8. From time to time a field becomes discredited because there are so many bad researchers who publish bad science. This does not mean that every single researcher in the field is bad, it just means that the small minority of good scientists were overwhelmed by the bad ones.

    When this happens, it’s usually a good idea to re-name the field and start afresh. I think evolutionary psychology has reached the point where the discipline can’t be saved. It would be better if the best scientists moved on to a new field such as “Evolution of Behavior” and made sure that the kooks don’t follow them. They need to start new journals with rigorous standards.

    1. That is an extraordinary claim that requires extraordinary evidence, for which you provide none. You and I agree that Kanazawa is a bad apple. In order for you to make a convincing case that he is representative of the field, you would need to name hundreds of other scientists that are just as bad as he is and cite evidence of their incompetence. Lumping an entire group of diverse scholars together and declaring that the majority of them are “kooks” is offensive. You are no better than the creationists who dismiss the entire field of evolutionary biology while feeling exempt from the normal standards of evidence that make rational discourse possible.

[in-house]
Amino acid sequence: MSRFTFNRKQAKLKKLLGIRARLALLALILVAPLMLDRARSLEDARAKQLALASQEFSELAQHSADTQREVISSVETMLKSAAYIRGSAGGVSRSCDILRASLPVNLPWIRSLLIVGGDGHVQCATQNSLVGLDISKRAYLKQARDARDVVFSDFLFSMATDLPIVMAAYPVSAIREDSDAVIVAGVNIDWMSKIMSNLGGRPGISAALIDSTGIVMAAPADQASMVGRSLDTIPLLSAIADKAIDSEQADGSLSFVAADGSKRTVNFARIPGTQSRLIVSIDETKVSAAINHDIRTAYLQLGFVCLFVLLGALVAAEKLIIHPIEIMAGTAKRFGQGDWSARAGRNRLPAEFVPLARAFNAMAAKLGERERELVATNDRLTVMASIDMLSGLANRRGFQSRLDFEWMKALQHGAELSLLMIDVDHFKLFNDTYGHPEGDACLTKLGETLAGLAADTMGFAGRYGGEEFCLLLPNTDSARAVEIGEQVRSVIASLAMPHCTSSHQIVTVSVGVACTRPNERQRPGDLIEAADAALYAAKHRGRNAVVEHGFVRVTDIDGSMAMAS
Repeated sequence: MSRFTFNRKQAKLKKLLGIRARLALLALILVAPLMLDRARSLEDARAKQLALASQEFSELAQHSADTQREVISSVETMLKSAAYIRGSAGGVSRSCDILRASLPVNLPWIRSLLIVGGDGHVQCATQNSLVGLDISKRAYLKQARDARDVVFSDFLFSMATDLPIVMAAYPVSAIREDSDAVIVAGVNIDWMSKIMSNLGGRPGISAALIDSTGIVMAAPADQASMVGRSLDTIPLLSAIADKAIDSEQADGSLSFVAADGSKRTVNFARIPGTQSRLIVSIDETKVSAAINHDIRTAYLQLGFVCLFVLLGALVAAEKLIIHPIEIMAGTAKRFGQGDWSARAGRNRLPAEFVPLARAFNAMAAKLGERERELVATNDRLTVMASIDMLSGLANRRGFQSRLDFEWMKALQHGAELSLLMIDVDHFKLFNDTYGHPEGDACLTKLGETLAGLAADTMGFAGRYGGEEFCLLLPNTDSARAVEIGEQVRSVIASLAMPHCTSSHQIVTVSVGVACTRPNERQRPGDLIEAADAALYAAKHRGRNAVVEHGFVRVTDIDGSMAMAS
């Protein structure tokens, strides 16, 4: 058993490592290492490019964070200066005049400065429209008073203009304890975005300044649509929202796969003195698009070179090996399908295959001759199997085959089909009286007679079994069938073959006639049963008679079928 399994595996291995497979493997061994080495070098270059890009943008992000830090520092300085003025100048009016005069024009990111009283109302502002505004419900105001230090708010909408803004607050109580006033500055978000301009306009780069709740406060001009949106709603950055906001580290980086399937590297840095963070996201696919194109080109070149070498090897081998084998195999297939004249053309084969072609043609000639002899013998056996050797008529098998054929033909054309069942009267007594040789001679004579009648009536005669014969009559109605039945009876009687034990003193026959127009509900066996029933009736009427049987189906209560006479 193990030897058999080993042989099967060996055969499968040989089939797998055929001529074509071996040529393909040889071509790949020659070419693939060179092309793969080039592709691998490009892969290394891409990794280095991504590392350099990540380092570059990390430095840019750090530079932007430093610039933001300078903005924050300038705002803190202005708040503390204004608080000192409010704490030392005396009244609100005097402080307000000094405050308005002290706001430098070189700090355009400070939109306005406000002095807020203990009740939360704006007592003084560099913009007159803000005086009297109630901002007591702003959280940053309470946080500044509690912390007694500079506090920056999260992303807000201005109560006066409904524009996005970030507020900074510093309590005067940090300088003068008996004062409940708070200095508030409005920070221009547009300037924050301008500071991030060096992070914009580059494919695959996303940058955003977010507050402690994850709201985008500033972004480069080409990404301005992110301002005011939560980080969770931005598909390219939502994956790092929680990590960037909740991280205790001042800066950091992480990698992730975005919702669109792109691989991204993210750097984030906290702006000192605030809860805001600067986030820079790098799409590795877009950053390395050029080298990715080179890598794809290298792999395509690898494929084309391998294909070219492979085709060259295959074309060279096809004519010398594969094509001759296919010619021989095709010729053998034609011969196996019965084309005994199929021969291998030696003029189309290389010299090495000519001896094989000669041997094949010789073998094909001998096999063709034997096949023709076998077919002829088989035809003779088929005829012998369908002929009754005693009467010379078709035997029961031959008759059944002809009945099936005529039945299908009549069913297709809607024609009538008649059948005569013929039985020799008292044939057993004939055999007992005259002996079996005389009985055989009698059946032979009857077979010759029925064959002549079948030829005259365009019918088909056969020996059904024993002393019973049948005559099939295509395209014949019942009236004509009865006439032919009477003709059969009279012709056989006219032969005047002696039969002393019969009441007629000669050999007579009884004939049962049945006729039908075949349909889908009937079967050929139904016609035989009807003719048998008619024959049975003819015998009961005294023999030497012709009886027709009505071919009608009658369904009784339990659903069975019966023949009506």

1. Let’s do a test. Pick the December issue of the top evolutionary psychology journal and list the papers that you think illustrate the very best that the field has to offer.

        Or, you could respond the challenge on my blog and give me the top ten things that evolutionary psychology has discovered in the past few decades.

        1. Larry,

          Here ( are four papers in the most recent (November) issue of Evolution and Human Behavior.

          Sagarin et al. (Jealousy meta-analysis)
          Petersen et al. (Punish or repair?)
          Delton & Robertson (Social foraging)
          Shaw et al. (Fairness vs. Favoritism)

          I look forward to hearing your thoughts on them.

          Robert Kurzban
          Evolution and Human Behavior